For most Jewish congregations, a Torah – Hebrew for "instruction," the scroll containing Judaism's central stories, laws, and poetry – is expected to last 200-300 years, so it's fairly uncommon to write another within a shorter span of 20 years as Northwest Austin's Congregation Agudas Achim elected to do. As only slightly more than a decade has passed since women were allowed to begin holding leadership positions at many synagogues, it was an even less ordinary choice to hire a soferet (female scribe) to tackle the task; British-bred, Montreal-based Jen Taylor Friedman's completion of CAA's new scroll marked the first female-written Torah in Texas.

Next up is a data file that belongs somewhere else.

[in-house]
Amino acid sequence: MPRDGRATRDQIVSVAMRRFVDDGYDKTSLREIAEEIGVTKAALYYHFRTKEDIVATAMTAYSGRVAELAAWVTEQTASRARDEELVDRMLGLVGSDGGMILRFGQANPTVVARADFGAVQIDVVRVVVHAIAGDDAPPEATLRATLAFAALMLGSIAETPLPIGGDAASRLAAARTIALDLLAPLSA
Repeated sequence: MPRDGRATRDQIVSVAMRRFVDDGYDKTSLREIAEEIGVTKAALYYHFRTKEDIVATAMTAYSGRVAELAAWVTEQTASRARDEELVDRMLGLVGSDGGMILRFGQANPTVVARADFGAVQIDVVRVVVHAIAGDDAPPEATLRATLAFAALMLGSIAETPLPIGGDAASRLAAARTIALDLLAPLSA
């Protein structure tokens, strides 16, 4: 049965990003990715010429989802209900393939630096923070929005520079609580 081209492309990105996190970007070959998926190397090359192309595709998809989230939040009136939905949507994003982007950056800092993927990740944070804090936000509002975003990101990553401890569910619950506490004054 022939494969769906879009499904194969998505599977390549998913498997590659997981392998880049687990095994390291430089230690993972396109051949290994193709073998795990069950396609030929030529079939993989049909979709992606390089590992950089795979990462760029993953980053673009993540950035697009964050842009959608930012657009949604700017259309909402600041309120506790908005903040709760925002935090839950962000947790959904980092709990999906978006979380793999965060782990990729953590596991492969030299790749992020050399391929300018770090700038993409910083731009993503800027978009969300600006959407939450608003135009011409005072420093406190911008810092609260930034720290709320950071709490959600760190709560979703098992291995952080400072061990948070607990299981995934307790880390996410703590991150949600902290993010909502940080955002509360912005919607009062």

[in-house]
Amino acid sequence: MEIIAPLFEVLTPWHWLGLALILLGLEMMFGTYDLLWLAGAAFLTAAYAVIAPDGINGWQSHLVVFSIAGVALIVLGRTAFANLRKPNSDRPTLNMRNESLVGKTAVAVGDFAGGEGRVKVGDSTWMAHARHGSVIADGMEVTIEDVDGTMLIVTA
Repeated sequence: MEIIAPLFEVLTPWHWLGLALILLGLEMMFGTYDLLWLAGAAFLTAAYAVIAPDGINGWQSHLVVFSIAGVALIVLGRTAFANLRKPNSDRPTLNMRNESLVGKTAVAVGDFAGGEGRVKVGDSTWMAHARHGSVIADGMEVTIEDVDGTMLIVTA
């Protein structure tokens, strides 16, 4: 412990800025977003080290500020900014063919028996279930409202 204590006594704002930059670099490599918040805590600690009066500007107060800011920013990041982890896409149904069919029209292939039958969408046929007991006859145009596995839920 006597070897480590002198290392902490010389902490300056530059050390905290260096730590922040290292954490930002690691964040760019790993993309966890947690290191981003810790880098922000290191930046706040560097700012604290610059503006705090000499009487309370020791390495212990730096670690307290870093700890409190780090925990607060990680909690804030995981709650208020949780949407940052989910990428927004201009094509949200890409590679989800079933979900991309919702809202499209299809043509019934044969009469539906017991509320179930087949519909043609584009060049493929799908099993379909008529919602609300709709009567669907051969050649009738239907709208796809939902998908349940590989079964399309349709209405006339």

"These days in Austin, the very first question you ask when you meet someone is 'Where are you from?,' and the answers show that [this city] is very different from 20 years ago, so the opportunity to [write a new Torah] in a regalvanized community is really important," reflects Senior Rabbi Neil Blumofe. "This magnifies the egalitarian values we currently practice and gives people a chance to re-engage with their sense of ownership as a member of the community."
Entirely handwritten with ink and quill pen on hand-stitched cow skin parchment, the scroll took about 18 months to finish with the help of more than 600 participants, some from other congregations and a few non-Jewish – hence the project's name: 10,000 Faces of Torah. Below: documentation by "Snapshot" of the new Torah's completion and Sunday's dedication ceremony.
Want to pitch an event, happening, idea, or person for “Snapshot”? Email the author/photog: firstname.lastname@example.org.
Copyright © 2020 Austin Chronicle Corporation. All rights reserved.